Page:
12/22/2011 6:11PM

Santa Anita: Mr. Commons taking a drop in Sir Beaufort


ARCADIA, Calif. – Three undercard stakes Monday at Santa Anita could ultimately overshadow the Grade 1 Malibu on opening day of the winter meet.

Mr. Commons, who threatens to become the top grass miler in California, will be heavily favored in race 8, the Grade 2 Sir Beaufort Stakes for 3-year-olds. Mr. Commons will take a significant drop in class following a troubled fifth in the Breeders’ Cup Mile.

Ismene could give the 2012 Oaks division a boost when she runs seven furlongs as the standout favorite in the first race of the meet. Unbeaten in two races, Ismene will be strongly backed in the filly division of the $100,000 California Breeders’ Champion Stakes.

Stoney Fleece, a 2-year-old whose four wins already include a Grade 3 on turf, shortens in distance and drops in class for the $100,000 California Breeders’ Champion Stakes, race 7. He faces Passing Game and Motown Man in the seven-furlong race.

Mr. Commons and Ismene will be two of the shortest prices on the opening day card, which begins with first post at 12 noon.

John Shirreffs trains Mr. Commons, whose late-season emergence as a top turf miler was no surprise. Sired by Artie Schiller, Mr. Commons won a maiden turf race by more than five lengths last winter before a main-track detour. Third in the Santa Anita Derby and unplaced in the Preakness, Mr. Commons returned to top form when he returned to turf.

He won the Oceanside for 3-year-olds, finished second in successive Grade 2’s against older, and then had a nightmare trip finishing fifth, beaten 4 1/2 lengths, in the Breeders’ Cup Mile. He has trained well since.

The main rival for Mr. Commons is Ultimate Eagle, but he is not a certain starter. Trainer Mike Pender said Thursday that the streaking Ultimate Eagle could skip the race. “We’re wavering between the Sir Beaufort and the San Fernando,” Pender said, referring to the San Fernando on the main track Jan. 14.

Ultimate Eagle has won four straight grass races, including the Grade 1 Hollywood Derby, but trains so well on dirt that Pender looks forward to trying him on the main track.

Comma to the Top stretches out and is likely to set the pace in the Sir Beaufort, while Venomous, Irish Art and Cozy Kitten will be rolling from behind.

The meet begins with an apparent standout in race 1. Ismene, trained by Bill Spawr, has won both her starts in stylish fashion, including a dominating Anoakia Stakes win vs. open company on Oct. 22. She stretches to seven furlongs in the Cal Breeders’.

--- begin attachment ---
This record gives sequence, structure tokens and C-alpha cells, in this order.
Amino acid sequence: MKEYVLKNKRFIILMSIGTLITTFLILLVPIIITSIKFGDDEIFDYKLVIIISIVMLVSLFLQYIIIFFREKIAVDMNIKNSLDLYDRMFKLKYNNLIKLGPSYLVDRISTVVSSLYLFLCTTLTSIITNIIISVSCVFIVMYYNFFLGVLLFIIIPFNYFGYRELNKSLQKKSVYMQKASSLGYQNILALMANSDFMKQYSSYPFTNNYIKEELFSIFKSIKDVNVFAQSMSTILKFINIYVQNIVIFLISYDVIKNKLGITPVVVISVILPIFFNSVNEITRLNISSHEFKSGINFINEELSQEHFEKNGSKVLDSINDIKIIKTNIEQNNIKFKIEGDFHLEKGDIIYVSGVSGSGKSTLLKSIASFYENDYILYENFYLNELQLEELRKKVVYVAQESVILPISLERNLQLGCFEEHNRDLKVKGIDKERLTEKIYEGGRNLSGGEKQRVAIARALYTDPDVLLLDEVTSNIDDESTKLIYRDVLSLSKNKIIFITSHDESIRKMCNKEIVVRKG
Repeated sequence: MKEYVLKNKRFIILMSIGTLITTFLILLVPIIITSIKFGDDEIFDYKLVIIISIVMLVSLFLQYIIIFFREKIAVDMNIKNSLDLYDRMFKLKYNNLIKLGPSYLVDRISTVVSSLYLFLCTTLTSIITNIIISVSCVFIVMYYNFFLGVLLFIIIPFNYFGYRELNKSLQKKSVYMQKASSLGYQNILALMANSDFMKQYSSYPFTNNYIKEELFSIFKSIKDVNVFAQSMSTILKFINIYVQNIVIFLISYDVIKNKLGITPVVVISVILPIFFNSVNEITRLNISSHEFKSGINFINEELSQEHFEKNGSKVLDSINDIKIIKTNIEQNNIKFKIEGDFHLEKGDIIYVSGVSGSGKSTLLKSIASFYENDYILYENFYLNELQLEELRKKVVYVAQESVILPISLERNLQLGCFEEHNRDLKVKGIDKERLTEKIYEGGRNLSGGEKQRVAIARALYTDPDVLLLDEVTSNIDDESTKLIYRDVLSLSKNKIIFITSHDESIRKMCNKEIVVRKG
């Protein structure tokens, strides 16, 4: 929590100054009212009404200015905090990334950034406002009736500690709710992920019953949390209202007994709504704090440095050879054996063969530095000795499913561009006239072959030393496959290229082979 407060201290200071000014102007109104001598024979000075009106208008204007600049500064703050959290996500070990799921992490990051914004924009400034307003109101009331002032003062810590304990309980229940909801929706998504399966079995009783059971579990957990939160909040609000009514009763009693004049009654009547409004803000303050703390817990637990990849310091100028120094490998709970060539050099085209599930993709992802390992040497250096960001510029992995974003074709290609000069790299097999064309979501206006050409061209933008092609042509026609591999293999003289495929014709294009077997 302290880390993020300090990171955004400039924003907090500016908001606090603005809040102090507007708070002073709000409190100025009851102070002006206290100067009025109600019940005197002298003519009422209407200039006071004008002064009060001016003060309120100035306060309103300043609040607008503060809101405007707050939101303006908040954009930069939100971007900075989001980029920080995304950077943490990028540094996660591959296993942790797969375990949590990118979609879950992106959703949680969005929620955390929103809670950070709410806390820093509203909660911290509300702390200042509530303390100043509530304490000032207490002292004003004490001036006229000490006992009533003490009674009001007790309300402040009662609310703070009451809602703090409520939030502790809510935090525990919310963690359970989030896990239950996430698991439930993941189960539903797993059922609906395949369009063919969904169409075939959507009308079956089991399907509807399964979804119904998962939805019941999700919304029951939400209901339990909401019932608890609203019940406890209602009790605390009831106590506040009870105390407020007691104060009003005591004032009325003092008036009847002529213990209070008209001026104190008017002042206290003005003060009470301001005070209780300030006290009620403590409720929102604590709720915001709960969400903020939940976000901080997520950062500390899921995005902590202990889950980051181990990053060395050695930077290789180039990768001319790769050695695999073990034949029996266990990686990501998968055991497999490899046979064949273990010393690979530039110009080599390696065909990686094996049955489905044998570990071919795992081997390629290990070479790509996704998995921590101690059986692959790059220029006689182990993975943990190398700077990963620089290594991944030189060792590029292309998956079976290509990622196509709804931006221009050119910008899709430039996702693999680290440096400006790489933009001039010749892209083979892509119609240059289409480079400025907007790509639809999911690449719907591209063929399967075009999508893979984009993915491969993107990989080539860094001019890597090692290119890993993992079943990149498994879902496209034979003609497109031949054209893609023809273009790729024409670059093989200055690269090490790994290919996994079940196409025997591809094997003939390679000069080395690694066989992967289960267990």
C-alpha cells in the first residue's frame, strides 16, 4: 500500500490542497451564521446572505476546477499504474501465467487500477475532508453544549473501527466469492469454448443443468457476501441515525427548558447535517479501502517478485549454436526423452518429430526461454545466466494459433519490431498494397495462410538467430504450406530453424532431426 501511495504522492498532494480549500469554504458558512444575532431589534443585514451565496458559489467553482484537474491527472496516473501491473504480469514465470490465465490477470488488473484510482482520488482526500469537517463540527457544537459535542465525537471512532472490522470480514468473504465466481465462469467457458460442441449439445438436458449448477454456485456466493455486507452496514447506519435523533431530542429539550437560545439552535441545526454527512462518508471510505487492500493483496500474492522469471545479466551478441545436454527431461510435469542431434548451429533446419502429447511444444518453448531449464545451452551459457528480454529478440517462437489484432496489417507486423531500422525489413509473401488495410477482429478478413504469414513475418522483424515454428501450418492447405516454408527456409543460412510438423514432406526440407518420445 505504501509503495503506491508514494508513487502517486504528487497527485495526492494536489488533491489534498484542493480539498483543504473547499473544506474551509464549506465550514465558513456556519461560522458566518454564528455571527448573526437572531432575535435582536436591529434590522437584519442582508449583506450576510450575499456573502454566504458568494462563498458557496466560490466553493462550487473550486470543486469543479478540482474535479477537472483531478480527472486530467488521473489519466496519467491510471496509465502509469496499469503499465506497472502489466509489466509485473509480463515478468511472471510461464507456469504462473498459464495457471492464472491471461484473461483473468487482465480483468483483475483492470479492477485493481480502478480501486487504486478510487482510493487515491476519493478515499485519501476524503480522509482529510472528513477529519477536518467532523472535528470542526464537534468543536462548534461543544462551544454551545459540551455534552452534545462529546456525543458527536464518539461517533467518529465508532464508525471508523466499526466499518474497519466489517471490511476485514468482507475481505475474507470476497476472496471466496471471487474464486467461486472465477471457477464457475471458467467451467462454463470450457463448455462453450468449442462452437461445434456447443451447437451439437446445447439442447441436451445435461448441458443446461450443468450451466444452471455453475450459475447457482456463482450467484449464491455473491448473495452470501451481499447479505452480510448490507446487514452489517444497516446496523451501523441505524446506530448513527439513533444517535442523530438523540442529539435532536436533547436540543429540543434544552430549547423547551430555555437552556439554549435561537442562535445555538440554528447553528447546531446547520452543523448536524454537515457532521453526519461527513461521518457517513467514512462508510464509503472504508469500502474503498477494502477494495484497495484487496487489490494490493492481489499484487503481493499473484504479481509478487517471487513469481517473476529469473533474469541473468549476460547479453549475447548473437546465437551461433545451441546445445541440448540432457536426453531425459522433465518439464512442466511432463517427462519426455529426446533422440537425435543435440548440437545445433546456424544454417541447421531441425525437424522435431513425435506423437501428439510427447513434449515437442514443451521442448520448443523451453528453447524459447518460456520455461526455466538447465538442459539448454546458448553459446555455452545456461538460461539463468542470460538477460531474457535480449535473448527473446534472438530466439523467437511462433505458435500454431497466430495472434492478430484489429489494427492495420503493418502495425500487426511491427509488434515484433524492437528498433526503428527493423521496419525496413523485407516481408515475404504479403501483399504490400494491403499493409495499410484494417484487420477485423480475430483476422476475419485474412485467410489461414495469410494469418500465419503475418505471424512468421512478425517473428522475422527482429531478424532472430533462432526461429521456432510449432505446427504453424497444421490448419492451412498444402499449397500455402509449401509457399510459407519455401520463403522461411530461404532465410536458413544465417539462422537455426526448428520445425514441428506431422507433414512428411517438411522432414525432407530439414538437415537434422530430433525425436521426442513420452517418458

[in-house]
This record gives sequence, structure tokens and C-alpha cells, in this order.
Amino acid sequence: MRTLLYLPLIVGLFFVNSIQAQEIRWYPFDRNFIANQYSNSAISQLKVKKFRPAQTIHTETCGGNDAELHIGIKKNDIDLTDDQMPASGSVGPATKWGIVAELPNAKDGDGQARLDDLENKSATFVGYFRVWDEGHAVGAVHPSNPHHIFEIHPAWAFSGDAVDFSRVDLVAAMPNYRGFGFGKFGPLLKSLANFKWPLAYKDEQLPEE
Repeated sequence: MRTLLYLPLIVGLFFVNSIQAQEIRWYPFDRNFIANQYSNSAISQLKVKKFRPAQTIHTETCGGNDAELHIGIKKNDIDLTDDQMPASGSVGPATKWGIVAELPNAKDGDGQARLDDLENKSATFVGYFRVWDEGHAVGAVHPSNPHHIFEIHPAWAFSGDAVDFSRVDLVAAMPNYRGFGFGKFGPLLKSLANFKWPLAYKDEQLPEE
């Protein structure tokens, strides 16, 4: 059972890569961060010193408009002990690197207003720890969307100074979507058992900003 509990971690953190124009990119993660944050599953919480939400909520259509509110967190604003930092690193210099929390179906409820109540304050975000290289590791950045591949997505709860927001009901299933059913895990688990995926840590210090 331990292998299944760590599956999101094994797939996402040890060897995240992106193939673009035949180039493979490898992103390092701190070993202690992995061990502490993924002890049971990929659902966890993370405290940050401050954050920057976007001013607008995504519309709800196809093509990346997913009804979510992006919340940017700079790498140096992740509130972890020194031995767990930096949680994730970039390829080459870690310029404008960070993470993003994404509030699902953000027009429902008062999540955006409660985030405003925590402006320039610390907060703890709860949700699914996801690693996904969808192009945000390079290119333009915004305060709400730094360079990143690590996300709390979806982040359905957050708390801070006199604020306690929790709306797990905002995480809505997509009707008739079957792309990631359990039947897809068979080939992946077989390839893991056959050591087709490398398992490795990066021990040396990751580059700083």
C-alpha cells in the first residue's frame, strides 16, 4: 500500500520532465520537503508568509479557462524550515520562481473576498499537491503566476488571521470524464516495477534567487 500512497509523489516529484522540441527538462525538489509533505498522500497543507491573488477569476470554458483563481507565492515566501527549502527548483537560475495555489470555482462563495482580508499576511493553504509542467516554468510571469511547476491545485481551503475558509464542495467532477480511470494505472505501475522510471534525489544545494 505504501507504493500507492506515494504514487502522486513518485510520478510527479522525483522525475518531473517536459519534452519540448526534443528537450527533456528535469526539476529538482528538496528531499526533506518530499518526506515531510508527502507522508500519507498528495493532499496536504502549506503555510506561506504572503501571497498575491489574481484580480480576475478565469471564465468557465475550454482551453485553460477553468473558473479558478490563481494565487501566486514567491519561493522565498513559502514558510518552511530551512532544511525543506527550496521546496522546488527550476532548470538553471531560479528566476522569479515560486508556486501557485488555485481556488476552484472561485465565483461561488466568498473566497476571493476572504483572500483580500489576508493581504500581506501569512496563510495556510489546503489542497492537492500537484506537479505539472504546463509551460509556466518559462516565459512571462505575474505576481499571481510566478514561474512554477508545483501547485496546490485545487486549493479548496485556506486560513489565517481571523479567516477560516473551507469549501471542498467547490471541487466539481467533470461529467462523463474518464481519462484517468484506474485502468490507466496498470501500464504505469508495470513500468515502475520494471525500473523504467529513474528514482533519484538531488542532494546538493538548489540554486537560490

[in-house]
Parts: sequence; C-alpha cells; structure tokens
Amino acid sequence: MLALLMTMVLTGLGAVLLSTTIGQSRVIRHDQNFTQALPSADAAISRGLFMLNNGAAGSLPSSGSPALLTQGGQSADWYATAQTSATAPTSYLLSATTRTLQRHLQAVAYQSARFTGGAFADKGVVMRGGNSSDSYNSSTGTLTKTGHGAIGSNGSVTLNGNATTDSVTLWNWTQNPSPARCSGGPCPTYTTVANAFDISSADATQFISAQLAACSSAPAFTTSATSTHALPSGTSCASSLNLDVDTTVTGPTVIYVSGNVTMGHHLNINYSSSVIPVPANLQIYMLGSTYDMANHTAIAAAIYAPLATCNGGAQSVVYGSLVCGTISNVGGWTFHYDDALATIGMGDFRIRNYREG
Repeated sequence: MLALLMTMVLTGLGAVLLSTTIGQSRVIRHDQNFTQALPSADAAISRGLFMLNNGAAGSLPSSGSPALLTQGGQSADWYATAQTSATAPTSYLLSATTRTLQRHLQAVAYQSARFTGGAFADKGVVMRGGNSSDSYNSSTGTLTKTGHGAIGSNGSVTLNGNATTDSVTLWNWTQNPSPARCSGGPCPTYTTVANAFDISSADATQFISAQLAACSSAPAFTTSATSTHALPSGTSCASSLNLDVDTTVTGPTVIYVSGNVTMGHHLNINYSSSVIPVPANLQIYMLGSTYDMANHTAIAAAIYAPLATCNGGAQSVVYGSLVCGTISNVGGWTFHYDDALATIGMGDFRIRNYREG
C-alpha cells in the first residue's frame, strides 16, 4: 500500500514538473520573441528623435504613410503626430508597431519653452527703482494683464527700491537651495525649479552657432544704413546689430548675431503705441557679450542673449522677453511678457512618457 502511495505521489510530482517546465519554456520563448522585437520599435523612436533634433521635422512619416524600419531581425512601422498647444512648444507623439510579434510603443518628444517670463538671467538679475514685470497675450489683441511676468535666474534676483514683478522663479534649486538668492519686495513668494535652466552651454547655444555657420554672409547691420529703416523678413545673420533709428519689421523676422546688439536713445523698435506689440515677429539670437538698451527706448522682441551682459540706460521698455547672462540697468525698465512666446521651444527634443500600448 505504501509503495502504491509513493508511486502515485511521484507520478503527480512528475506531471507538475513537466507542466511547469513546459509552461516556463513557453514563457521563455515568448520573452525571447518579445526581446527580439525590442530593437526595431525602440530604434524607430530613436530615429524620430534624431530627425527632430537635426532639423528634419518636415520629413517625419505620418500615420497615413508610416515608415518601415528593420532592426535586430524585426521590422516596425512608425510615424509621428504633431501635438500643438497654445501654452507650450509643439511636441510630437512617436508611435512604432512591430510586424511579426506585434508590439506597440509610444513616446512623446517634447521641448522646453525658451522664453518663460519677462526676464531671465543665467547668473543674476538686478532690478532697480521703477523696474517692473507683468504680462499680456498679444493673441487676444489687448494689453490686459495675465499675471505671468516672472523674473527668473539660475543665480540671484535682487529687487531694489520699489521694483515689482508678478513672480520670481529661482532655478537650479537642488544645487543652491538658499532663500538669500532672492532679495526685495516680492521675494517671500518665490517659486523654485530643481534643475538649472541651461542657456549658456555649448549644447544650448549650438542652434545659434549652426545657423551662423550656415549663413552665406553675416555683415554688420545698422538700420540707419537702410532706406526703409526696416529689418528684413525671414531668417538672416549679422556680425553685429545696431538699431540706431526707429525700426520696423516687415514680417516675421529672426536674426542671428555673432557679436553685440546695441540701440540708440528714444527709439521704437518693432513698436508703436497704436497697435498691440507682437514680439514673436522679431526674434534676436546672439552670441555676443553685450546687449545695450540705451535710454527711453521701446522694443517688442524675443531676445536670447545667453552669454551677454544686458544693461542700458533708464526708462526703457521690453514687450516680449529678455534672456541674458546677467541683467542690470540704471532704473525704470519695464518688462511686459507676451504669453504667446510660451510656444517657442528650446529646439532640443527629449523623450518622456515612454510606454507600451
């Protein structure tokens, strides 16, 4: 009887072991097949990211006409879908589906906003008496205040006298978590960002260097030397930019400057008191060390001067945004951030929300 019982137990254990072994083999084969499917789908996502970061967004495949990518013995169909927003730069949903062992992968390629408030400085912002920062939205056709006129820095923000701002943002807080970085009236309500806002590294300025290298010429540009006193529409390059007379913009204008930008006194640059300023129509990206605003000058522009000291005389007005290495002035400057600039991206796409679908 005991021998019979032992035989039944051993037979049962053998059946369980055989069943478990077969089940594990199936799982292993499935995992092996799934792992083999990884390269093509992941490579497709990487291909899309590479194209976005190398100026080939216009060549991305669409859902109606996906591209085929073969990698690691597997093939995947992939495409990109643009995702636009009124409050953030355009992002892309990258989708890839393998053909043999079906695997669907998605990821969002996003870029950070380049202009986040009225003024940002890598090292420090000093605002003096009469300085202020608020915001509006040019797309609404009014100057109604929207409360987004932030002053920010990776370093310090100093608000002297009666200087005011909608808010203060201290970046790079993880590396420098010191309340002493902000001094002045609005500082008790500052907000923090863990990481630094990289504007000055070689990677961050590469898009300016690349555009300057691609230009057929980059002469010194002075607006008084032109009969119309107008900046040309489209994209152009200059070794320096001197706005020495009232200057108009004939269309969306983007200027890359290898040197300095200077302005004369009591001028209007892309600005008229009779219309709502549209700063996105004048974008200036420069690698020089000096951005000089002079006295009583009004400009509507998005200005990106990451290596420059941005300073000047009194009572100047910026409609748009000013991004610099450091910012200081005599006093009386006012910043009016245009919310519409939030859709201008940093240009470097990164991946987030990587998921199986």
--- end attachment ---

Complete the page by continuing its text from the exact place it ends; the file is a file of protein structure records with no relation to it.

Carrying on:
Her new rider, Mike Smith, has been working her regularly, and even Spawr is amazed at what he sees. “It’s not how fast, it’s how she does it and how quickly she recovers,” he said.

Owned and bred by Steve Ferraro, Ismene enters with one concern. Spawr said she “does have an attitude.” Normally, Spawr would school her in the paddock leading to a race, but all her schooling leading to the first race of the meet has been in an empty paddock.

The running style of Ismene is no secret. Spawr said that, looking at past-performance lines, “I think she’s just faster than they are. She’s freaky fast.”

Rivals for Ismene in the Cal Breeders’ include Willa B Awesome, Almost a Lady, Belloma, Tangerine Tickle, and Warren’s Amber.

The male division of the Cal Breeders’ is deeper, though Passing Game’s 2-for-2 record and big Beyer Speed Figure of 83 last out will make him one of the favorites. After winning his debut May 15, trainer Gary Sherlock aimed for statebred stakes in July.

“I was saving him for Del Mar, but he got kicked in a hind leg and blew the whole meet,” Sherlock said. Passing Game returned Nov. 12 at Golden Gate, and won despite losing a ton of ground and rallying from far off the pace.

“To run that well off a six-month layoff, I know he’s not going to be short [in the Cal Breeders’],” Sherlock said.

Rivals for Passing Game include Motown Men, shortening in distance and dropping in class, potential pacesetter Johnny Be Mine and Grade 3 winner Stoney Fleece.

The last-out win by Stoney Fleece in a Grade 3 turf route makes him the “class” of the field. “He might be a little better on grass, but I know he can run well on dirt, also,” trainer John Sadler said. “He’s just a good, solid racehorse.”